I don't know of any GPS for the Treo other than this one. And, yes, it is tied into the cigarette light power. I too thought it wouldn't be too hard to rig up something, but now I am not so sure.


    I still use Mapopolis with my treo, even without the GPS, because I find it to be the best mapping solution I have found for this area.
    I too like the Mapopolis, but it is really designed mostly for Americans in America. For example, when searching for a route within a city, the program will assume that you only have a car and so will find the best route only via driving.

    Many cities in Europe have areas in the cities where cars are not permitted and, in general, far more streets are one-way than in America I think. So, if you are walking or biking in a city, the directions will usually take you far out of your way.

    A second thing is that addresses in the search function use the American syntax rather than the European. So, in America, an address might be 123 Elm Street. In Europe, that address might be written as Elmstreet 123.

    When I first tried Mapopolis, I did not know this, and so could not find any streets!

    However, I suspect American tourists in Europe very rarely look up addresses. Who, for example, would know the address of the Eiffel Tower?

    Furthermore, I suspect this is a data function rather than an application function. IOW, the address are stored in a data base in the map, not in the application. So, if the addresses were stored using the European address syntax, it would probably work.
  6. #6  
    Originally posted by User #23093


    ... snip ...

    Many cities in Europe have areas in the cities where cars are not permitted and, in general, far more streets are one-way than in America I think.

    ... snip ...

    It depends on which city here you are in, but generally you are probably right. I'd bet it's related mostly to city age. Boston, for instance, has quite a few small, twisty, one-way streets. Atlanta has less.

    I can't imagine trying to use my treo and mapopolis while driving the streets of some cities I've visited in Ireland though. Many seem less than 1 way ... one way with cars parked on both sides. Now that I think of it, I don't use my treo for driving directions in Atlanta unless I'm the passenger. (just plain crazy drivers here.)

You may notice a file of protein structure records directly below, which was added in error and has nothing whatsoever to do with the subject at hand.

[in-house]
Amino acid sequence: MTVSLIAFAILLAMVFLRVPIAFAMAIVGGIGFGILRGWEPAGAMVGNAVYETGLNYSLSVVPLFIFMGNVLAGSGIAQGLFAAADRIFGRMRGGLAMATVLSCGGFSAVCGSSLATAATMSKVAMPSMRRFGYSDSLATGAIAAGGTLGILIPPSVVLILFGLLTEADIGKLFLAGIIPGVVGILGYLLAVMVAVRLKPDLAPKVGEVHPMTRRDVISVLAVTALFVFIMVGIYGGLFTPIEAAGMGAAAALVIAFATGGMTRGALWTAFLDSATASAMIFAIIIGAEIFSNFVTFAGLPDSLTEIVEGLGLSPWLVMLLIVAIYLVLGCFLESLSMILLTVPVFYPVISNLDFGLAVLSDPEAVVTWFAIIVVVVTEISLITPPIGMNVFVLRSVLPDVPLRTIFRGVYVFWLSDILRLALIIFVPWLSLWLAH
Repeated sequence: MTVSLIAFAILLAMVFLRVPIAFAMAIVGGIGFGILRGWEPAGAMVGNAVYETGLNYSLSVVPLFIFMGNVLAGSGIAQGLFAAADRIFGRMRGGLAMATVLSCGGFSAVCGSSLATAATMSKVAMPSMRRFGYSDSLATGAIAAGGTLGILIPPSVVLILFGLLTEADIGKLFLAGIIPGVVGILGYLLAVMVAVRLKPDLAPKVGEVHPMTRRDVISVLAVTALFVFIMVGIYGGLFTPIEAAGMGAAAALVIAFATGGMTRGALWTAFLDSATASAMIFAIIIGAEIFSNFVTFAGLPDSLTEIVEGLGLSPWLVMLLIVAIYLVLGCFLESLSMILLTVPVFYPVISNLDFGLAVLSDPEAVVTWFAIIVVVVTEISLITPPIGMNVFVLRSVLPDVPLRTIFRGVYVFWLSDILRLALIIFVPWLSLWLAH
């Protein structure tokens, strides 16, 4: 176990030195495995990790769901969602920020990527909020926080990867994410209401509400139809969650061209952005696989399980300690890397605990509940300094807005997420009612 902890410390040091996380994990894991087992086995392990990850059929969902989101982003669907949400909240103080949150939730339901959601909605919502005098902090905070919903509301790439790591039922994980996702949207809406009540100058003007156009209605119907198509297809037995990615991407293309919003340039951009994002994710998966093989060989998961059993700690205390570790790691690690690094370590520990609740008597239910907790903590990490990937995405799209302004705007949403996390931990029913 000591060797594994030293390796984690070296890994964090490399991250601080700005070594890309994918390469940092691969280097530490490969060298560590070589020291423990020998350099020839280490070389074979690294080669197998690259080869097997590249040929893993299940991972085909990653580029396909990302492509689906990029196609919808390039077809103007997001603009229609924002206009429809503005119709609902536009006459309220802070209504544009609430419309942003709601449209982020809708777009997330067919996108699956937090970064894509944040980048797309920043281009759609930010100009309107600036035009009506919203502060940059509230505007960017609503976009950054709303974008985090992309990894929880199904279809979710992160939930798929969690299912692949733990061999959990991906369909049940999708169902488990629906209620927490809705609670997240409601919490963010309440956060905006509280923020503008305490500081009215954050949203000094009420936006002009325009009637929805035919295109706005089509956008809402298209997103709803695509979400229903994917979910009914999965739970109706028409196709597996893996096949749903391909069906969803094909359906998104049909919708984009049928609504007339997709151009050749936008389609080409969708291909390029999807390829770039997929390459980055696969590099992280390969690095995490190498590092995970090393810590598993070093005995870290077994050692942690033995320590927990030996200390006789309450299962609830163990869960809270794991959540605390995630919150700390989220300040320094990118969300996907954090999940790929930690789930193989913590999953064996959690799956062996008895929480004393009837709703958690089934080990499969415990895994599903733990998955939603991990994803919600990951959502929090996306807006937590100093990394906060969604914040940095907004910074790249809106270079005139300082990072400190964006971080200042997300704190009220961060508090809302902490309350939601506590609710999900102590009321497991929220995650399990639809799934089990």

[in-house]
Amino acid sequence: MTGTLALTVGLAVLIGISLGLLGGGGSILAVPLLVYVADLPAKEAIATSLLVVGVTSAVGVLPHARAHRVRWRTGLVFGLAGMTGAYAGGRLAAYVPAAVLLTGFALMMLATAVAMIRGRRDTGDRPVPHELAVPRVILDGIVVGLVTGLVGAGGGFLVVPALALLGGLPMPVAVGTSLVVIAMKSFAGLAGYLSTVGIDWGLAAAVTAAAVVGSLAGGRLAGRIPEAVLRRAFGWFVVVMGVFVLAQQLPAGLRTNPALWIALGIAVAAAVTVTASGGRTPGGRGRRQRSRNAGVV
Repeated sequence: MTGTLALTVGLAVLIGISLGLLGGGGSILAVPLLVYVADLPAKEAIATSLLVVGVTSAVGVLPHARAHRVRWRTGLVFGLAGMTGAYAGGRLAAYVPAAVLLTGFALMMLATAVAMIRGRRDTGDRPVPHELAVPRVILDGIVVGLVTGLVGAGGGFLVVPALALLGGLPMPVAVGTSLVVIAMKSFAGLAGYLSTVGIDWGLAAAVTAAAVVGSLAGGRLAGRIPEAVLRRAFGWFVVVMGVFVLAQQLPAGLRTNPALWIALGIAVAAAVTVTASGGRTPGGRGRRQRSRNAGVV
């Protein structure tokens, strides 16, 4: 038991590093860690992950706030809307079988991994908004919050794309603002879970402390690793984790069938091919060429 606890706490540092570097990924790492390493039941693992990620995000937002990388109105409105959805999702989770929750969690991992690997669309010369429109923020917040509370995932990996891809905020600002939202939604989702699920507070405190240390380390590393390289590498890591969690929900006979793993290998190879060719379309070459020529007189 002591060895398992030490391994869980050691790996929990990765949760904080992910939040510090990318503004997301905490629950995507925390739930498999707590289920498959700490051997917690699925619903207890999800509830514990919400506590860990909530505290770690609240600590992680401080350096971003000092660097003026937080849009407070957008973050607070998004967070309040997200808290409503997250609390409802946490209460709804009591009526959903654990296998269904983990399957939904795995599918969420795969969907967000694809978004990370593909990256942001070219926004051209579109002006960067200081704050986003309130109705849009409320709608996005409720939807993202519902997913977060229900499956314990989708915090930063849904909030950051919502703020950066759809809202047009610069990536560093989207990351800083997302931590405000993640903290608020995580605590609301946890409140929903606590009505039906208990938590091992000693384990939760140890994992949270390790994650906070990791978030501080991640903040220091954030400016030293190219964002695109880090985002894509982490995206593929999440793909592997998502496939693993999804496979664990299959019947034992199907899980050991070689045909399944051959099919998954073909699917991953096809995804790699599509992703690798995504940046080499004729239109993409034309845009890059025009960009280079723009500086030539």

The best solution was the Handspring Visor with a Magellan or GeoDiscovery springboard GPS unit. They both had their own batteries in the unit and were supported by multiple GPS software vendors.

    I haven't even considered a GPS for the treo. I'd be bothered by all the wires and such too. Maybe the best bet is to wait a while and get a Treo 600. Isn't it supposed to have an SD slot? Maybe an SD slot GPS is in my future
  7.    #7  
    I have now found out that the GPS will not work AT ALL without a 12volt battery. So, taking it out of the car is not an option unless you have a portable battery. I received this information directly from Mapopolis.

    And yes, I am very disappointed too.
  8. #8  
    Originally posted by User #23093
    I have now found out that the GPS will not work AT ALL without a 12volt battery. So, taking it out of the car is not an option unless you have a portable battery. I received this information directly from Mapopolis.

    And yes, I am very disappointed too.
    Why not use two 6 volt cells, like the Eveready EVR-539BP?

    # 6 Volts
    # 595 mAh
    # Alkaline
    # Replaces: Duracell 7K67
    # Replaces: Rayovac 867

    Or better yet, a couple of rechargeable 9v NiMH cells, and drop the output to 12v.
  9.    #9  
    Originally posted by jaytee


    Why not use two 6 volt cells, like the Eveready EVR-539BP?

    Thanks for that information, jaytee, it's very helpful.

    In the meantime, I have some more information that may be useful and interesting, but quite challenging as well.

    First of all, I want to be clear about how this system works. So, here is a sort of wiring diagram:

    Cigarette lighter plug--------------------Treo
    |
    |
    Accessory connector (DIN)

    Everything is hardwired to the cigarette lighter connector.

    This whole system is actually a car recharger for the Treo with an accessory connector, to which a GPS (or other accessory) can be connected.

    Now, an important point to bear in mind here is that the primary function of the 12volt battery requirement is to recharge the Treo!

    On another site, I found the following very interesting information: "The unit (GPS) consumes less than 170mA with a 4.5-5.5V input."

    So, if it could be possible to power the GPS directly, without also trying to recharge the Treo, this would be a piece of cake! The challenge is figuring out how.
  10. #10  
    Originally posted by User #23093


    ... snip ...

    Now, an important point to bear in mind here is that the primary function of the 12volt battery requirement is to recharge the Treo!

    On another site, I found the following very interesting information: "The unit (GPS) consumes less than 170mA with a 4.5-5.5V input."

    So, if it could be possible to power the GPS directly, without also trying to recharge the Treo, this would be a piece of cake! The challenge is figuring out how.